Zarita Zevallos wants to inspire modern creatives to use art to free the world of mental barriers and mental enslavement. Dizanne Bully reports for Words in the Bucket:
Simply put, being a “real man,” in the Caribbean, requires having the propensity to reinforce the traditional hierarchy of male domination and keeping your multiple female partners as sexual playthings.
Gender socialisation creates pressures for young males to assert dominance and to engage in risk-taking. Reference may be drawn to dancehall music, which not only encourages male dominance over the female body but often spreads homophobia and stigmatisation of any fluidity of the concept of masculinity. But according to Haitian photographer and architect Zarita Zevallos, art can be a tool to change this mindset and help people break through the systemic perpetuation of rigid male masculinity. Zevallos wants to inspire modern creatives to use art to free the world of mental barriers and mental enslavement.
Art as a solution
Knowledge and awareness can be the first step to understanding problems and then develop innovative solutions. “I’ve always been drawn to structures, different shapes/designs. This transferred into my art and the way I display my messages,” says Zevallos. She says she sees a clear link between architecture and photography. “Just as design is meant to make life simpler and to solve problems, so too photography and art can be applied to help solve social problems or at least draw attention to them,” she continues.
Mass incarceration of black men
Pariah illustrates the trauma black men face due to mass incarceration, in a world where there are clear racial disparities in state prison population.
“Slavery was abolished but then it was recreated in the form of incarceration,” she tells us about Pariah. Black men have fallen victim to a fight for power and they have no advantages in the system, no real means to attain power, she continued. “Slavery was abolished but then it was recreated in the form of incarceration.” In the United States, for instance, although people of colour make up about 30 percent of the population, they account for 60 percent of those imprisoned. Zevallos draws on statistics such as this to express the damage done on the Black community.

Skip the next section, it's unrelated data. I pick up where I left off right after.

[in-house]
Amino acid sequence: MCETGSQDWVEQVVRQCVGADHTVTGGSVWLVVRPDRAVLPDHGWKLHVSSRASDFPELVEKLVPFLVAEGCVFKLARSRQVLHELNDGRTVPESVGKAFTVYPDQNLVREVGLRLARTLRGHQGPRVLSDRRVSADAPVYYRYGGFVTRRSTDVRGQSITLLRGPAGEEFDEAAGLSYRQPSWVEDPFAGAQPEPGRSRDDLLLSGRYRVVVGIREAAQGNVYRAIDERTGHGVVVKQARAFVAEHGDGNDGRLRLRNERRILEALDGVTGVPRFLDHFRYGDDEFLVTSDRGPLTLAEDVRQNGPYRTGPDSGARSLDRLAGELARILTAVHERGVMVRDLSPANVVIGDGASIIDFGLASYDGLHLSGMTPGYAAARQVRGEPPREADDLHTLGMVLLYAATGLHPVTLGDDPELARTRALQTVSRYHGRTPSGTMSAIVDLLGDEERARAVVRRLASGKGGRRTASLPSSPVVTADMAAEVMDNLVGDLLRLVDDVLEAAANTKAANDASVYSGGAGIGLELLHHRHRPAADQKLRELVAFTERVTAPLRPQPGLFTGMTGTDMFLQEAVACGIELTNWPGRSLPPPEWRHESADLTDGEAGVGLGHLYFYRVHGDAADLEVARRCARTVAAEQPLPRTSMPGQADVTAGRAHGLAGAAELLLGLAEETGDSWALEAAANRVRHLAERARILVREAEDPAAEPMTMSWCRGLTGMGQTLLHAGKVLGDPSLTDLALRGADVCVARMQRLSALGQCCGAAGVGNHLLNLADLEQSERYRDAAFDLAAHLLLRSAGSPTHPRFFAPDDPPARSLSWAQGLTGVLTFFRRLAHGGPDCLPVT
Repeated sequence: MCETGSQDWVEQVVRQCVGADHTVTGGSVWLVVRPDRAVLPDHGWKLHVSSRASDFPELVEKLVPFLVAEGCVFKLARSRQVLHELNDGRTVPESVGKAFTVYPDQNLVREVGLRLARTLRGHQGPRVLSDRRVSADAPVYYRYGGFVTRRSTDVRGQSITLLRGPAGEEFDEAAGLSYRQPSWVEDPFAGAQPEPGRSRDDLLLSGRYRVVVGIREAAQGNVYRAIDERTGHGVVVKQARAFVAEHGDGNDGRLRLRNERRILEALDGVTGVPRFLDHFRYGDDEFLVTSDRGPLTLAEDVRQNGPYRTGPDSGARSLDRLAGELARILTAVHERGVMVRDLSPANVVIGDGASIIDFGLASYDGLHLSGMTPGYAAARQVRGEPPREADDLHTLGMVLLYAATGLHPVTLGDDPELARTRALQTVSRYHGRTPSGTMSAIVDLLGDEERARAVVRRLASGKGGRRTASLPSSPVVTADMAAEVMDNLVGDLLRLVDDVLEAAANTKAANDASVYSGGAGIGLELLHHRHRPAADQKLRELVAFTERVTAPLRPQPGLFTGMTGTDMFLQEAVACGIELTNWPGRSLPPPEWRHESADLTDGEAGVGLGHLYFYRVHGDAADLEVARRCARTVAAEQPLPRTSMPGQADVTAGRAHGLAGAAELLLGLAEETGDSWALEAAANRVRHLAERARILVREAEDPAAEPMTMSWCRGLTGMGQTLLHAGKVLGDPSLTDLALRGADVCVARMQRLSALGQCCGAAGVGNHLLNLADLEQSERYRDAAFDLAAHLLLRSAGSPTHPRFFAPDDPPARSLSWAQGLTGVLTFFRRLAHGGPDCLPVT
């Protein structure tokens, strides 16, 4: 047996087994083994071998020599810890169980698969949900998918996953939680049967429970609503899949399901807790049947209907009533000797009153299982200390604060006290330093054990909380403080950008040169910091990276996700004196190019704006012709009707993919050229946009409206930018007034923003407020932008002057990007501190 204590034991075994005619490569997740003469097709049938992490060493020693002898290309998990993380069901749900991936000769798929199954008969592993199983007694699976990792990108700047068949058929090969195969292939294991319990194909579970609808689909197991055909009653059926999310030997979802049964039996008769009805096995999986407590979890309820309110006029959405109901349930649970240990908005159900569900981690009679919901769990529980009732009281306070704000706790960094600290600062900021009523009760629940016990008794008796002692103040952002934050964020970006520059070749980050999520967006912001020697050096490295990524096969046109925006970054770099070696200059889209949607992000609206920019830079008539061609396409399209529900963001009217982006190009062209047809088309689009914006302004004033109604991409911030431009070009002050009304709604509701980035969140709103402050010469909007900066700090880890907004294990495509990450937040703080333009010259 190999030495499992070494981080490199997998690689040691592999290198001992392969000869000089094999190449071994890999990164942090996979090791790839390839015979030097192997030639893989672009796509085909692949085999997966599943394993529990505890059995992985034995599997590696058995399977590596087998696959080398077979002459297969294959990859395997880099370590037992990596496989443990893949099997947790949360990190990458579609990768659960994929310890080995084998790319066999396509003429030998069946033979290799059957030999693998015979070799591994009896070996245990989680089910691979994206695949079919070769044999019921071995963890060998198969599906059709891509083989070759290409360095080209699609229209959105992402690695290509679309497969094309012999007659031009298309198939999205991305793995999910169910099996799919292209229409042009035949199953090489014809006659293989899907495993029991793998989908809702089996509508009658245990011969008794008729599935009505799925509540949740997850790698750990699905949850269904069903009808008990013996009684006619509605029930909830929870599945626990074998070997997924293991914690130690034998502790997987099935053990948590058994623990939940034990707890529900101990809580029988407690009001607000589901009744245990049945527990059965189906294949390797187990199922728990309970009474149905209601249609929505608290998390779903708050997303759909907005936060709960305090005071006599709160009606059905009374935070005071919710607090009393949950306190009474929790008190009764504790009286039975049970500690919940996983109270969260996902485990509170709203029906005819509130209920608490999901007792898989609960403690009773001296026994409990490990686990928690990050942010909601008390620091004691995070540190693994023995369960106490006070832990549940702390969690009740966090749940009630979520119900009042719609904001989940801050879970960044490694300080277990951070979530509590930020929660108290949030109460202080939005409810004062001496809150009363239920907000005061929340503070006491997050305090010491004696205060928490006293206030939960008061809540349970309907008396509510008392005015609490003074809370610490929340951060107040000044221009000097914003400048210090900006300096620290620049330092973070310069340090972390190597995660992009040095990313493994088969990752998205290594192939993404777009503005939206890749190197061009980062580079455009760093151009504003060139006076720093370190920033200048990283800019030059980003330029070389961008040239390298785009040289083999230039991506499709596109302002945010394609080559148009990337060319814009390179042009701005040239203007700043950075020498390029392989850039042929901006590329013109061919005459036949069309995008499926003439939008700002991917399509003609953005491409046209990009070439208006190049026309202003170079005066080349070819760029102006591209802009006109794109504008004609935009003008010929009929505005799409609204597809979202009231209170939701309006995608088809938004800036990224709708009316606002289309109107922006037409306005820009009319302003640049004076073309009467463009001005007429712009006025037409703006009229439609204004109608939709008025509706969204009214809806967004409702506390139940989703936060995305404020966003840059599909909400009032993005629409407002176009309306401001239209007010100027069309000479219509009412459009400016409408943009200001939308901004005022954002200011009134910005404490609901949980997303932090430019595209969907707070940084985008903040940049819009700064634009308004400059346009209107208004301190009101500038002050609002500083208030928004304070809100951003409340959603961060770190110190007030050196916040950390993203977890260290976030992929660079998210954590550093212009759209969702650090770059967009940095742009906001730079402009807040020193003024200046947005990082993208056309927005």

Using a material as simple as a wire, Zevallos portrays the struggle black men still have for freedom today. But her message goes beyond by showing another form of “incarceration” that black men face when they are limited in how they can express themselves and their bodies.
Dependence on violence
Masculinity is essentially a set of social practices or behaviours and an ideological position by which men become conscious of themselves as gendered subjects. Men are not born with the pre-conceptualised ideas of masculinity. Society imposes this understanding on them, as it does in similar and different ways for women.
This constructed idea of what it means to be a man is followed by sanctions and rewards by society to police, control, and maintain a certain order. However, in many cases, this may lead to exaggeration of the characteristics and tear in the social fabric.
[. . .] For instance, one of the areas in critical need of change among men in the Caribbean is their resort to violence as a technique of conflict resolution. Men, in general, are the biggest perpetrators of violence against each other and against women.
Violent means being a man?
According to a joint report by the United Nations Office on Drugs and Crime and the
Latin America and the Caribbean Region of the World Bank, three of the top ten countries with the highest incidence of rape are Caribbean countries—the Bahamas, Jamaica and Barbados.
The UNDP Caribbean Human Development report indicates that 30.4% women in the Caribbean report high rates of fear of sexual assault in comparison to 11.1% of men. Men are socialised to accept violence and being a warrior as an essential part of being a man.
“Why are we so broken?” Zevallos asks.
She thinks that it goes back to plantation society, where black men were stripped of their power and autonomy that they have still not risen to see themselves as more than what the white man has described them as, violent and with tendencies to be over sexualized. [. . .]
[Photos from Zarita Zevallos’s Kòktèl and Pariah series.]